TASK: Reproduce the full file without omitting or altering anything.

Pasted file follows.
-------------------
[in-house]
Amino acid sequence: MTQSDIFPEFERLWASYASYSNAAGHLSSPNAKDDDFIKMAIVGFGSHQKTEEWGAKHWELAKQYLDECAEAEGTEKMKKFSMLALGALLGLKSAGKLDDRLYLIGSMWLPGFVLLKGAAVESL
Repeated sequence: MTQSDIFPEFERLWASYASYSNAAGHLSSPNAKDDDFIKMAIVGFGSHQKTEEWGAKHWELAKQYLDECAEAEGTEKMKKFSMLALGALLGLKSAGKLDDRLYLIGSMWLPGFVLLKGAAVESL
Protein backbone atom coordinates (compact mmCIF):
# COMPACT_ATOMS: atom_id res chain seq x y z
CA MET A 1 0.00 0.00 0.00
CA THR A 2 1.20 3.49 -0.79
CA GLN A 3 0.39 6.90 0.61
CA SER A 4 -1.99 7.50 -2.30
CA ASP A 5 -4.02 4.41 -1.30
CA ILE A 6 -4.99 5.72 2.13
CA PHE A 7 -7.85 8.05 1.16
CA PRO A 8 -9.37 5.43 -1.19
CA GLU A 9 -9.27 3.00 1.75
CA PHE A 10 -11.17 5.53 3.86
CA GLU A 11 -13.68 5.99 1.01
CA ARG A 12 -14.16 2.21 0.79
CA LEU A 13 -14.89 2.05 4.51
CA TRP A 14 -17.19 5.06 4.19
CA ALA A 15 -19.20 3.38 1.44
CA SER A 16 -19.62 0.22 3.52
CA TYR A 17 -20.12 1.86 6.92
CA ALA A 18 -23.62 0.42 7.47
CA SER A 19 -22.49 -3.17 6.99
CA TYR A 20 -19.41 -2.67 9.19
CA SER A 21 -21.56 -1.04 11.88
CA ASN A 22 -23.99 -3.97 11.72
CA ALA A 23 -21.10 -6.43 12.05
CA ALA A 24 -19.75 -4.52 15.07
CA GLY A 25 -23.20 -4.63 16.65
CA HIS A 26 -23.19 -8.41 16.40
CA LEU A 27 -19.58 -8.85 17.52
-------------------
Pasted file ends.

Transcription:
[in-house]
Amino acid sequence: MTQSDIFPEFERLWASYASYSNAAGHLSSPNAKDDDFIKMAIVGFGSHQKTEEWGAKHWELAKQYLDECAEAEGTEKMKKFSMLALGALLGLKSAGKLDDRLYLIGSMWLPGFVLLKGAAVESL
Repeated sequence: MTQSDIFPEFERLWASYASYSNAAGHLSSPNAKDDDFIKMAIVGFGSHQKTEEWGAKHWELAKQYLDECAEAEGTEKMKKFSMLALGALLGLKSAGKLDDRLYLIGSMWLPGFVLLKGAAVESL
Protein backbone atom coordinates (compact mmCIF):
# COMPACT_ATOMS: atom_id res chain seq x y z
CA MET A 1 0.00 0.00 0.00
CA THR A 2 1.20 3.49 -0.79
CA GLN A 3 0.39 6.90 0.61
CA SER A 4 -1.99 7.50 -2.30
CA ASP A 5 -4.02 4.41 -1.30
CA ILE A 6 -4.99 5.72 2.13
CA PHE A 7 -7.85 8.05 1.16
CA PRO A 8 -9.37 5.43 -1.19
CA GLU A 9 -9.27 3.00 1.75
CA PHE A 10 -11.17 5.53 3.86
CA GLU A 11 -13.68 5.99 1.01
CA ARG A 12 -14.16 2.21 0.79
CA LEU A 13 -14.89 2.05 4.51
CA TRP A 14 -17.19 5.06 4.19
CA ALA A 15 -19.20 3.38 1.44
CA SER A 16 -19.62 0.22 3.52
CA TYR A 17 -20.12 1.86 6.92
CA ALA A 18 -23.62 0.42 7.47
CA SER A 19 -22.49 -3.17 6.99
CA TYR A 20 -19.41 -2.67 9.19
CA SER A 21 -21.56 -1.04 11.88
CA ASN A 22 -23.99 -3.97 11.72
CA ALA A 23 -21.10 -6.43 12.05
CA ALA A 24 -19.75 -4.52 15.07
CA GLY A 25 -23.20 -4.63 16.65
CA HIS A 26 -23.19 -8.41 16.40
CA LEU A 27 -19.58 -8.85 17.52